Decolonizing security and peace: Mono-epistemology versus peace formation

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In terms of peace, this represents a rejection of the diversity within the contemporary international system, of states and societies, political and economic systems, as well as cultural, identity, and religious matters. Pragmatic concerns relating to scarce resources and entrenched hierarchies of their distribution are dominant. That this is often argued in the name of peace and security suggests the need for the ‘decolonization’ of both concepts, which would benefit from a crosspollinated examination through both eirenist stances (a positive hybrid peace
positionality) and securitization theory, and in particular, through critical work on the problems stemming from ontological claims about security. (Rumelili 2007; Buzan and Wæver 2003) Ontological, physical security may be attained for the global north via the endorsement of the liberal peace and international architecture, but given the current crisis of the west, even this cannot be guaranteed. This oversight is partly due to the North’s methodological blind spot, its epistemological colonization of concepts like security and peace, and partly an exercise of its power (direct, structural and governmental forms of). This power is claimed to emanate from the global north/west’s normative superiority, more sophisticated political and economic architecture, developmentalism, and the rejection of tradition and communalism over modernity and individualism. What is ontologically secure for the global north may therefore be disruptive for the global south (as Bilgin and İnce also discuss in this volume). Yet at the same time, southern partners in development, peacebuilding, and statebuilding often seek to draw on northern epistemologies for peace and the state.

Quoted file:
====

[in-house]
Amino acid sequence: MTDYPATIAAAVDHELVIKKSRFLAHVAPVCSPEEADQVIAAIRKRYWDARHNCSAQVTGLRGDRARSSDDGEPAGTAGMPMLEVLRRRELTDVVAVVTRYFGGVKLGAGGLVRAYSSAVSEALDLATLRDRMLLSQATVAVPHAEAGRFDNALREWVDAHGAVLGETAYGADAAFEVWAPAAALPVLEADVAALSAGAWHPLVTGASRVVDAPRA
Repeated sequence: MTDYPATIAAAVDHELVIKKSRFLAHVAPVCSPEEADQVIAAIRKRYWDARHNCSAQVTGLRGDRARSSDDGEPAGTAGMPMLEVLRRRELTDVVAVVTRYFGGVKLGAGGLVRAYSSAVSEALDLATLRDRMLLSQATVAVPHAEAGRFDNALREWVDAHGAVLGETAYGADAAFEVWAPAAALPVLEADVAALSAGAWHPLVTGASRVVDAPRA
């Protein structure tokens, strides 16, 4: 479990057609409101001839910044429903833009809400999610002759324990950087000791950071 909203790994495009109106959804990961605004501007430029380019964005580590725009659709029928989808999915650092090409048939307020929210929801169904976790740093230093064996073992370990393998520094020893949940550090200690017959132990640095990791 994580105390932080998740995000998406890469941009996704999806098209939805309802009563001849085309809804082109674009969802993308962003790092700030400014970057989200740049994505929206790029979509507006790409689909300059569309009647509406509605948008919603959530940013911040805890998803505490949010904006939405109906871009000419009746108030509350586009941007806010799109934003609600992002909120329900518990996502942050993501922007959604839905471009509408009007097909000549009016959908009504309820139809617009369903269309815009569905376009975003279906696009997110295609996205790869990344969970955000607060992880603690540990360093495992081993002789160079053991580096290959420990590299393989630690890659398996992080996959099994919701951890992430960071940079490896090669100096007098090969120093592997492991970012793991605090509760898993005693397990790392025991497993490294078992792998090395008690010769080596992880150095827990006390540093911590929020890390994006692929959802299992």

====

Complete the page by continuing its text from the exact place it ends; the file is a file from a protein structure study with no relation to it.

Original languageEnglish
Title of host publicationConflict Resolution and Ontological Security
Subtitle of host publicationPeace Anxieties
PublisherTaylor & Francis
Number of pages21
ISBN (Electronic)9781317750154
ISBN (Print)9780415749121
Publication statusPublished - 17 Dec 2014

Research Beacons, Institutes and Platforms

  • Humanitarian and Conflict Response Institute


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